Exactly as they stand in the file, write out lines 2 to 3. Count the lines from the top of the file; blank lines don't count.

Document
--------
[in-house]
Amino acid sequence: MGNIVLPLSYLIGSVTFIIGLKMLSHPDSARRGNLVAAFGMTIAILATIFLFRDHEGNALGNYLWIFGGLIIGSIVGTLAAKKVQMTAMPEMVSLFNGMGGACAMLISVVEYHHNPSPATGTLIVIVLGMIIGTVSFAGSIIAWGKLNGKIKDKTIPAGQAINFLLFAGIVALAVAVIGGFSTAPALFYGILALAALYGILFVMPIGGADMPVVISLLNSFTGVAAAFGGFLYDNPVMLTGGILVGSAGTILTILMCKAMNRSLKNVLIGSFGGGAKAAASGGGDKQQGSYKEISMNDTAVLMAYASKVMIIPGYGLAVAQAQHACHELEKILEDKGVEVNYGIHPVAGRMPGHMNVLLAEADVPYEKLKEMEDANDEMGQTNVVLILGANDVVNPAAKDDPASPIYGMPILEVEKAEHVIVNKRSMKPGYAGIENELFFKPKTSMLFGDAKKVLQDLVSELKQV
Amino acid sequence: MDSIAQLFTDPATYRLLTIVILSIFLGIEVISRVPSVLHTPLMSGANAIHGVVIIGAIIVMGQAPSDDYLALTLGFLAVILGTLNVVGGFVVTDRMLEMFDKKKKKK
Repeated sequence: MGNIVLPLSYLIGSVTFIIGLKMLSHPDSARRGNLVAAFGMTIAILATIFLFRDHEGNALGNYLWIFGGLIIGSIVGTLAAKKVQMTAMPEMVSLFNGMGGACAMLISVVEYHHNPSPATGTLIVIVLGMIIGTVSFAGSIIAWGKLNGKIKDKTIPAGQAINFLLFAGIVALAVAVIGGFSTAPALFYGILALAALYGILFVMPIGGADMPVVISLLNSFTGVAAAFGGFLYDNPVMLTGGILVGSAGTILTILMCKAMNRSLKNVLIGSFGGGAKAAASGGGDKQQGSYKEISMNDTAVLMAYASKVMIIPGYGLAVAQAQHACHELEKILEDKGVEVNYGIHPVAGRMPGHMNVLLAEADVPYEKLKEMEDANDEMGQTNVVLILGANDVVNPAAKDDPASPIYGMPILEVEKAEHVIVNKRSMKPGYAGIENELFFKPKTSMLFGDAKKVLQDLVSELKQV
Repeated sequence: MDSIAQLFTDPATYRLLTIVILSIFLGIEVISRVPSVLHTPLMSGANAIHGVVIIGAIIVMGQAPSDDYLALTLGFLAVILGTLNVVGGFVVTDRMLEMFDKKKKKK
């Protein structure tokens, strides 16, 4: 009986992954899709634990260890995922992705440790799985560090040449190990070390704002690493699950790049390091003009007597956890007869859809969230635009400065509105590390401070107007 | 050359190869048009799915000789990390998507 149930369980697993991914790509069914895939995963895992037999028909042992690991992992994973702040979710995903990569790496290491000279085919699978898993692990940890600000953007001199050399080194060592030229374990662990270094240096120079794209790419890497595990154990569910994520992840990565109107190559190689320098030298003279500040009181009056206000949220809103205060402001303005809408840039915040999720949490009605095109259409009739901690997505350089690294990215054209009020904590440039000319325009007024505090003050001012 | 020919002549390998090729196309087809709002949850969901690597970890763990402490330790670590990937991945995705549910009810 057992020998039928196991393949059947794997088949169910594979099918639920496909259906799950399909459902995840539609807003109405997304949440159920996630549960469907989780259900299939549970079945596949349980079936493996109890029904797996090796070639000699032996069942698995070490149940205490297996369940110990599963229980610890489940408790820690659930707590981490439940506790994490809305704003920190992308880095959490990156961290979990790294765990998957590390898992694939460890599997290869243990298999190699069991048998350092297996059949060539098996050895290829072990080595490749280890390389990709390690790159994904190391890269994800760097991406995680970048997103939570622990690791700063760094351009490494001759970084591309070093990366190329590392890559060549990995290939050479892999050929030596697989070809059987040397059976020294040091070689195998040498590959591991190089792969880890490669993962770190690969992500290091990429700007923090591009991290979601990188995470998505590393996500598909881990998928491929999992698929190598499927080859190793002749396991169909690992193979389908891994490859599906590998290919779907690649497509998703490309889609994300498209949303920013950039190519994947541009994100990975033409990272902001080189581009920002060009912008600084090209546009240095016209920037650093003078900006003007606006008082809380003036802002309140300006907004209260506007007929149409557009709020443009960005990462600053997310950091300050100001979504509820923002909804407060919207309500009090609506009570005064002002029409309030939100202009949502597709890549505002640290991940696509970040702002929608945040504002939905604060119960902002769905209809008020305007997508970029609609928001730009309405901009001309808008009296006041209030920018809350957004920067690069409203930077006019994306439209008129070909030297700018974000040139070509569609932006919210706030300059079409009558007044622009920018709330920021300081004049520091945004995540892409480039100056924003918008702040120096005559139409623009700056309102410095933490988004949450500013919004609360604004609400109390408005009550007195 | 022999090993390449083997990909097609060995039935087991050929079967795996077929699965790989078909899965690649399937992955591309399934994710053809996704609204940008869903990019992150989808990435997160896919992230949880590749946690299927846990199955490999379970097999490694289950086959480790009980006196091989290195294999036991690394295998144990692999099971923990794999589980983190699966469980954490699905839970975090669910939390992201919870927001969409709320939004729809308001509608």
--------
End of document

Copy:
Amino acid sequence: MGNIVLPLSYLIGSVTFIIGLKMLSHPDSARRGNLVAAFGMTIAILATIFLFRDHEGNALGNYLWIFGGLIIGSIVGTLAAKKVQMTAMPEMVSLFNGMGGACAMLISVVEYHHNPSPATGTLIVIVLGMIIGTVSFAGSIIAWGKLNGKIKDKTIPAGQAINFLLFAGIVALAVAVIGGFSTAPALFYGILALAALYGILFVMPIGGADMPVVISLLNSFTGVAAAFGGFLYDNPVMLTGGILVGSAGTILTILMCKAMNRSLKNVLIGSFGGGAKAAASGGGDKQQGSYKEISMNDTAVLMAYASKVMIIPGYGLAVAQAQHACHELEKILEDKGVEVNYGIHPVAGRMPGHMNVLLAEADVPYEKLKEMEDANDEMGQTNVVLILGANDVVNPAAKDDPASPIYGMPILEVEKAEHVIVNKRSMKPGYAGIENELFFKPKTSMLFGDAKKVLQDLVSELKQV
Amino acid sequence: MDSIAQLFTDPATYRLLTIVILSIFLGIEVISRVPSVLHTPLMSGANAIHGVVIIGAIIVMGQAPSDDYLALTLGFLAVILGTLNVVGGFVVTDRMLEMFDKKKKKK